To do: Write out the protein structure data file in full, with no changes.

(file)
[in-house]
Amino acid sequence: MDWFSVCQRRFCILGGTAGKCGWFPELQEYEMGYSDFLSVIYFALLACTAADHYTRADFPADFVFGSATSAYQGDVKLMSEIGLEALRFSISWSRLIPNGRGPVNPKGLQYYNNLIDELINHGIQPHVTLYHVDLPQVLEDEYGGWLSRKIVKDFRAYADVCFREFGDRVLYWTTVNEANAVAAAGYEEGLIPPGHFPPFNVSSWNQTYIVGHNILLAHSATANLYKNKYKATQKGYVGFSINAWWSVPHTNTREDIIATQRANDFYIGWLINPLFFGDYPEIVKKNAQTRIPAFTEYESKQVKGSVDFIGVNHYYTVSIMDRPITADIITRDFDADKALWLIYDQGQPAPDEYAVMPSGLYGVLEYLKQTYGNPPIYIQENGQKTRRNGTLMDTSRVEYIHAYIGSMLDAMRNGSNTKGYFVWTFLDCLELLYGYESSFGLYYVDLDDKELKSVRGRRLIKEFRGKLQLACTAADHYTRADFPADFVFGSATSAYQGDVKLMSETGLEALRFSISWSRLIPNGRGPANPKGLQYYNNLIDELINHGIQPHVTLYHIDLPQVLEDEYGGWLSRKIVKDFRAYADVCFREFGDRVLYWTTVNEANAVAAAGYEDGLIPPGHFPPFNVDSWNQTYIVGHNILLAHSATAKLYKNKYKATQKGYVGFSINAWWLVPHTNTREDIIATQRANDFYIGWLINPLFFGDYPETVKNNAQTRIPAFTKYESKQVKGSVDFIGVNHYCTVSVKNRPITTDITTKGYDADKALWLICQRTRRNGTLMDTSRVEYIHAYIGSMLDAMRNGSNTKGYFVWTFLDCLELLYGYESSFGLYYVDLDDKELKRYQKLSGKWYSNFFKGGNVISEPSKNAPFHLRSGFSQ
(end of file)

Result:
[in-house]
Amino acid sequence: MDWFSVCQRRFCILGGTAGKCGWFPELQEYEMGYSDFLSVIYFALLACTAADHYTRADFPADFVFGSATSAYQGDVKLMSEIGLEALRFSISWSRLIPNGRGPVNPKGLQYYNNLIDELINHGIQPHVTLYHVDLPQVLEDEYGGWLSRKIVKDFRAYADVCFREFGDRVLYWTTVNEANAVAAAGYEEGLIPPGHFPPFNVSSWNQTYIVGHNILLAHSATANLYKNKYKATQKGYVGFSINAWWSVPHTNTREDIIATQRANDFYIGWLINPLFFGDYPEIVKKNAQTRIPAFTEYESKQVKGSVDFIGVNHYYTVSIMDRPITADIITRDFDADKALWLIYDQGQPAPDEYAVMPSGLYGVLEYLKQTYGNPPIYIQENGQKTRRNGTLMDTSRVEYIHAYIGSMLDAMRNGSNTKGYFVWTFLDCLELLYGYESSFGLYYVDLDDKELKSVRGRRLIKEFRGKLQLACTAADHYTRADFPADFVFGSATSAYQGDVKLMSETGLEALRFSISWSRLIPNGRGPANPKGLQYYNNLIDELINHGIQPHVTLYHIDLPQVLEDEYGGWLSRKIVKDFRAYADVCFREFGDRVLYWTTVNEANAVAAAGYEDGLIPPGHFPPFNVDSWNQTYIVGHNILLAHSATAKLYKNKYKATQKGYVGFSINAWWLVPHTNTREDIIATQRANDFYIGWLINPLFFGDYPETVKNNAQTRIPAFTKYESKQVKGSVDFIGVNHYCTVSVKNRPITTDITTKGYDADKALWLICQRTRRNGTLMDTSRVEYIHAYIGSMLDAMRNGSNTKGYFVWTFLDCLELLYGYESSFGLYYVDLDDKELKRYQKLSGKWYSNFFKGGNVISEPSKNAPFHLRSGFSQ